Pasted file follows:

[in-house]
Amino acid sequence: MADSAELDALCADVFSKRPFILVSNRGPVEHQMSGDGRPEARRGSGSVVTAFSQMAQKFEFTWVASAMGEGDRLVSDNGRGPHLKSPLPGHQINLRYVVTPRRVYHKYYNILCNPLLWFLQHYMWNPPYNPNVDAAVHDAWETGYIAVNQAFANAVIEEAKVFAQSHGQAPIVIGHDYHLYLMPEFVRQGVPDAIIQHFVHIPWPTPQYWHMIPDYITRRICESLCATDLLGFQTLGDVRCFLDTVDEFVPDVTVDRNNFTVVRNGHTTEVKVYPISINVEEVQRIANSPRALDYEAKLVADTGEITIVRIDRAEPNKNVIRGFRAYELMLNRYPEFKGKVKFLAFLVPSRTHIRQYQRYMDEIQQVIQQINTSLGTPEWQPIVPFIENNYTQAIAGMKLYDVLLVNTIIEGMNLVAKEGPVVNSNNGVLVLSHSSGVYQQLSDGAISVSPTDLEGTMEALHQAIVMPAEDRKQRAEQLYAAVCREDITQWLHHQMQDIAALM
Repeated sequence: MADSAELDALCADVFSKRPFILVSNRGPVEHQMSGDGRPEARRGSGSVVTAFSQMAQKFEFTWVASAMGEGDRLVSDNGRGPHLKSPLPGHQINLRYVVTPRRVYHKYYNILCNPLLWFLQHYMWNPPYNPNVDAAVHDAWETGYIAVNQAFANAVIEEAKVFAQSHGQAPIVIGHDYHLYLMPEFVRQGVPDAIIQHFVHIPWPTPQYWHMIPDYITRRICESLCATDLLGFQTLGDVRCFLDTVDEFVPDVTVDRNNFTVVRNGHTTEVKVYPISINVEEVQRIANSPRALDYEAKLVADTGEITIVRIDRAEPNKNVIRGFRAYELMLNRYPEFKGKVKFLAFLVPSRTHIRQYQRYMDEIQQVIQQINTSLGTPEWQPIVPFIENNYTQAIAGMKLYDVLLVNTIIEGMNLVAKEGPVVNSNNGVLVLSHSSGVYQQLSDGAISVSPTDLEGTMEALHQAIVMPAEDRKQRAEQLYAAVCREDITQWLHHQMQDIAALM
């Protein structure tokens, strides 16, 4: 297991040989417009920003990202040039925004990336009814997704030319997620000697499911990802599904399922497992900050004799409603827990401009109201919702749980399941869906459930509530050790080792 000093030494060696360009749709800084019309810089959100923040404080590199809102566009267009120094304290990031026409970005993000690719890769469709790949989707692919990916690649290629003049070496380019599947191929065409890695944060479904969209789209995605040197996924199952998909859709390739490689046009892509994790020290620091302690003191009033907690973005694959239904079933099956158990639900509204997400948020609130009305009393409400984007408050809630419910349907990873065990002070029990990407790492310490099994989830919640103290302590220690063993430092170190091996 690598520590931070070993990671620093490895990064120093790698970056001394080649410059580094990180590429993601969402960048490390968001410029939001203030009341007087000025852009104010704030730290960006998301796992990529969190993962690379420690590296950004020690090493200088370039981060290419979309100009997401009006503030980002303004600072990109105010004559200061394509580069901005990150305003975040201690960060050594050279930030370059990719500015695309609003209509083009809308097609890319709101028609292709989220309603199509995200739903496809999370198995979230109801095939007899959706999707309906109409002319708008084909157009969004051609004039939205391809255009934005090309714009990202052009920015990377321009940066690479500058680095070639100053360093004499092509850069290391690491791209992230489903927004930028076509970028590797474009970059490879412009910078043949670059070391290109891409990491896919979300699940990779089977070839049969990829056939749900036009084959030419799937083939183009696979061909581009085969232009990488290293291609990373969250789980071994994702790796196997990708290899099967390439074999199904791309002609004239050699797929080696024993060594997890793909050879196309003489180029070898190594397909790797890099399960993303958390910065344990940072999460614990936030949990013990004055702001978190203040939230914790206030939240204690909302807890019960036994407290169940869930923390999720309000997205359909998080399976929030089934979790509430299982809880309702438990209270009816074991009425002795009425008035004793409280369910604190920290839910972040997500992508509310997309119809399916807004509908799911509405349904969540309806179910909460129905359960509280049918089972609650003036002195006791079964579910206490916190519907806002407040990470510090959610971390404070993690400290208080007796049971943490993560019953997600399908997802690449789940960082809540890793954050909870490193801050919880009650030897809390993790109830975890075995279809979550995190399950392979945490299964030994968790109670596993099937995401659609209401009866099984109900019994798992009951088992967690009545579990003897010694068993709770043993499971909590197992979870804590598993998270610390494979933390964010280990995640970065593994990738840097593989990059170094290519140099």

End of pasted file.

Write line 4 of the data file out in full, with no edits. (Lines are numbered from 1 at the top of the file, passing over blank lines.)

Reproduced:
């Protein structure tokens, strides 16, 4: 297991040989417009920003990202040039925004990336009814997704030319997620000697499911990802599904399922497992900050004799409603827990401009109201919702749980399941869906459930509530050790080792 000093030494060696360009749709800084019309810089959100923040404080590199809102566009267009120094304290990031026409970005993000690719890769469709790949989707692919990916690649290629003049070496380019599947191929065409890695944060479904969209789209995605040197996924199952998909859709390739490689046009892509994790020290620091302690003191009033907690973005694959239904079933099956158990639900509204997400948020609130009305009393409400984007408050809630419910349907990873065990002070029990990407790492310490099994989830919640103290302590220690063993430092170190091996 690598520590931070070993990671620093490895990064120093790698970056001394080649410059580094990180590429993601969402960048490390968001410029939001203030009341007087000025852009104010704030730290960006998301796992990529969190993962690379420690590296950004020690090493200088370039981060290419979309100009997401009006503030980002303004600072990109105010004559200061394509580069901005990150305003975040201690960060050594050279930030370059990719500015695309609003209509083009809308097609890319709101028609292709989220309603199509995200739903496809999370198995979230109801095939007899959706999707309906109409002319708008084909157009969004051609004039939205391809255009934005090309714009990202052009920015990377321009940066690479500058680095070639100053360093004499092509850069290391690491791209992230489903927004930028076509970028590797474009970059490879412009910078043949670059070391290109891409990491896919979300699940990779089977070839049969990829056939749900036009084959030419799937083939183009696979061909581009085969232009990488290293291609990373969250789980071994994702790796196997990708290899099967390439074999199904791309002609004239050699797929080696024993060594997890793909050879196309003489180029070898190594397909790797890099399960993303958390910065344990940072999460614990936030949990013990004055702001978190203040939230914790206030939240204690909302807890019960036994407290169940869930923390999720309000997205359909998080399976929030089934979790509430299982809880309702438990209270009816074991009425002795009425008035004793409280369910604190920290839910972040997500992508509310997309119809399916807004509908799911509405349904969540309806179910909460129905359960509280049918089972609650003036002195006791079964579910206490916190519907806002407040990470510090959610971390404070993690400290208080007796049971943490993560019953997600399908997802690449789940960082809540890793954050909870490193801050919880009650030897809390993790109830975890075995279809979550995190399950392979945490299964030994968790109670596993099937995401659609209401009866099984109900019994798992009951088992967690009545579990003897010694068993709770043993499971909590197992979870804590598993998270610390494979933390964010280990995640970065593994990738840097593989990059170094290519140099």